Harold L Doherty, an autism advocate and parent of a child with autism, has commented on the limited amount of research conducted with kids with severe autism. Although this is an empirical question, and I have not seen data confirming this possible trend, Mr. Doherty is most likely right, in that it appears that children with severe autism are underrepresented in today’s published research. For example, while doing a less-than-scientific scan of the articles that I have covered during the past 3 months, it seems that most of them included kids with mild or high functioning autism. Thus, I decided to dedicate April to studies of low functioning autism.
The first study I want to review was done by Hsu-Min Chiang at Macquarie University in Australia. The author conducted a naturalistic observation of expressive communication among kids with severe autism. Specifically, the author was interested in examining what type of teacher instructions elicited the most expressive communication efforts in non-verbal children with autism.
The study included 32 children and adolescents with severe autism recruited in Taiwan and Australia (17 in Australia and 15 in Taiwan). These children were videotaped while participating in a variety of activities during a regular school day. The authors then observed the children’s communication behaviors in response to teacher prompts. Expressive behavior were considered expressive only when an action convayed information to a partner. Thus, responding to instructions or simple requests (write this down, sit, look up, etc) were not included as “expressive communication”. However, if the response to a request was deemed to be communicative (responding to the question “what do you want for lunch?”) then the response was coded as an expressive behavior.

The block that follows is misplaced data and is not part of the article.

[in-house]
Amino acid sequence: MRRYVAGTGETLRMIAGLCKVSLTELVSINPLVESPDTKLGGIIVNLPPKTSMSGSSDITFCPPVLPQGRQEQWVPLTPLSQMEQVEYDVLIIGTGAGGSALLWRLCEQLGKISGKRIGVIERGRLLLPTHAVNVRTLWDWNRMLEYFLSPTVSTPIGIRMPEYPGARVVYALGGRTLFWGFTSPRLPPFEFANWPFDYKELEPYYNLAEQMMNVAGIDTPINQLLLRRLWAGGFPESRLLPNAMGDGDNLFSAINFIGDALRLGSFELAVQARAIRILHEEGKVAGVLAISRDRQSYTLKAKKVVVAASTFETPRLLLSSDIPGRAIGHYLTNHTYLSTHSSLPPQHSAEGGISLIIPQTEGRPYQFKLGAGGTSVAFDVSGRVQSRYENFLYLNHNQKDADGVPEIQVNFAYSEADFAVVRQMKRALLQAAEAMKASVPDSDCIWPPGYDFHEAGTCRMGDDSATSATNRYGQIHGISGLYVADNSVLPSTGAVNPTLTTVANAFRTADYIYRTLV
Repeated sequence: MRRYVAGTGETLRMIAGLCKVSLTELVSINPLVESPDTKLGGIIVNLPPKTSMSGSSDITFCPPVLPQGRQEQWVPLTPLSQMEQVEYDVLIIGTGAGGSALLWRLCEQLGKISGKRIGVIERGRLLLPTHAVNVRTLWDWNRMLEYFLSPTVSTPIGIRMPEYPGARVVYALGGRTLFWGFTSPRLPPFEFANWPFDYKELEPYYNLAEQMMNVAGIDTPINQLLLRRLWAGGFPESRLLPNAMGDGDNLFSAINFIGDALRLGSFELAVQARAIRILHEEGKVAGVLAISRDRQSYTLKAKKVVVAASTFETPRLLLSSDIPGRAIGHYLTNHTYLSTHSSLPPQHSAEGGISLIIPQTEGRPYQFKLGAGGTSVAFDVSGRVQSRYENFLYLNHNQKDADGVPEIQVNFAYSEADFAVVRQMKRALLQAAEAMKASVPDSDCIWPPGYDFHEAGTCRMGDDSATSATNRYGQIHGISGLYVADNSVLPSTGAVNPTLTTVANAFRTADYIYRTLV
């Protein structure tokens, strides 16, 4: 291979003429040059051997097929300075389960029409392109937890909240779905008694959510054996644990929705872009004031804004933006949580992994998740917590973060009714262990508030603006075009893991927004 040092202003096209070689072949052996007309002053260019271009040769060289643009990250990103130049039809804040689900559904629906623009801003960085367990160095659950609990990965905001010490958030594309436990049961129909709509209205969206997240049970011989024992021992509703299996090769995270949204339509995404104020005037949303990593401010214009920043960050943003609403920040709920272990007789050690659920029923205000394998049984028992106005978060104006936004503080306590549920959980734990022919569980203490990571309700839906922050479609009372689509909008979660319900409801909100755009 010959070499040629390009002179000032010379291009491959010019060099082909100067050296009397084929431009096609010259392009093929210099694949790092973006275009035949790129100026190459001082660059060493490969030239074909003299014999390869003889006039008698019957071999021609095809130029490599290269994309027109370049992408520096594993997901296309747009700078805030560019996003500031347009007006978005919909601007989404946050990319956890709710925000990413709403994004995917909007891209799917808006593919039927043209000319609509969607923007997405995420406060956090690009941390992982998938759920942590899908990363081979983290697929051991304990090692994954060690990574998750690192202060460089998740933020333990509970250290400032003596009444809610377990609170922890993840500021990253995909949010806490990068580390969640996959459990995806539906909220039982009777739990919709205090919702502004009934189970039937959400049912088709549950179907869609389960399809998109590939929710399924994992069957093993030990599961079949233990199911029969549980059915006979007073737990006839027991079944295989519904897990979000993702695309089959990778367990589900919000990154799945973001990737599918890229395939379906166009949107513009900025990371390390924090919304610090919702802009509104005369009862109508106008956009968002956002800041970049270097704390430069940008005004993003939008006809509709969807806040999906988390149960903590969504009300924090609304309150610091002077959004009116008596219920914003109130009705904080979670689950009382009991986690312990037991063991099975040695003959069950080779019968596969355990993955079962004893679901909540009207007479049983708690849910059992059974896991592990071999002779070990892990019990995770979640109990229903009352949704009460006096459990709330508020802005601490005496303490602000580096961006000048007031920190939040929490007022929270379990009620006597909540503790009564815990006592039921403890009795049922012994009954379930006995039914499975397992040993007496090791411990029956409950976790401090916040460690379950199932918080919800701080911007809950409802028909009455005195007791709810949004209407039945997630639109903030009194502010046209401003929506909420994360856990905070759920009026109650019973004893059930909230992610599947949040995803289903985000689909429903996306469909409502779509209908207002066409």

The authors were very interested in “elicited” communication behaviors. That is, communication behaviors that were occasioned by the teacher. Three different teacher behaviors were observed for 2 hours:
“verbal prompt (e.g. question,direct instruction), modeling (i.e. demonstrating the correct response), and physical prompt (i.e. giving a body assistance)”
The children displayed an average of 20 elicited communication behaviors during the 2 hours (one communication event every 6 minutes). The author argues that this very low rate of expressive communication may be due to the limited number of prompts provided by the teachers. Specifically, the study showed that teachers provided a total of 709 instructions, or 1 instruction every 5.45 minutes per child, or 0.18 instructions per minute per child. The author indicates that this is severely below the recommended rate for teacher active instruction of 3.1 prompts per minute. The author states:
Further, it has been suggested that an appropriate rate of prompts is 3.5 prompts per minute during active instruction (Englert, 1983). Given that the rate of elicited expressive communication in the present study is much lower than the suggested rate of teacher prompt, it can be assumed that teachers of students with autism do not actively promote their students’ expressive communication.
The results also indicate that verbal prompts and a combination of verbal prompts and modeling were the most commonly used instruction. However, simple (non-combined) prompts were most effective in eliciting a communicative response with kids with the most severe autism. But most surprisingly, physical prompts did not seem to be as effective as verbal prompts, which may also explain why verbal prompts were use significantly more by these teachers.
In sum, the study has implications for the type of techniques that are effective in eliciting communicative responses in children with severe autism. In this study simple verbal prompts and modeling were the most effective strategy to elicit communicative responses in these children.
Chiang, H. (2009). Naturalistic observations of elicited expressive communication of children with autism: An analysis of teacher instructions Autism, 13 (2), 165-178 DOI: 10.1177/1362361308098513
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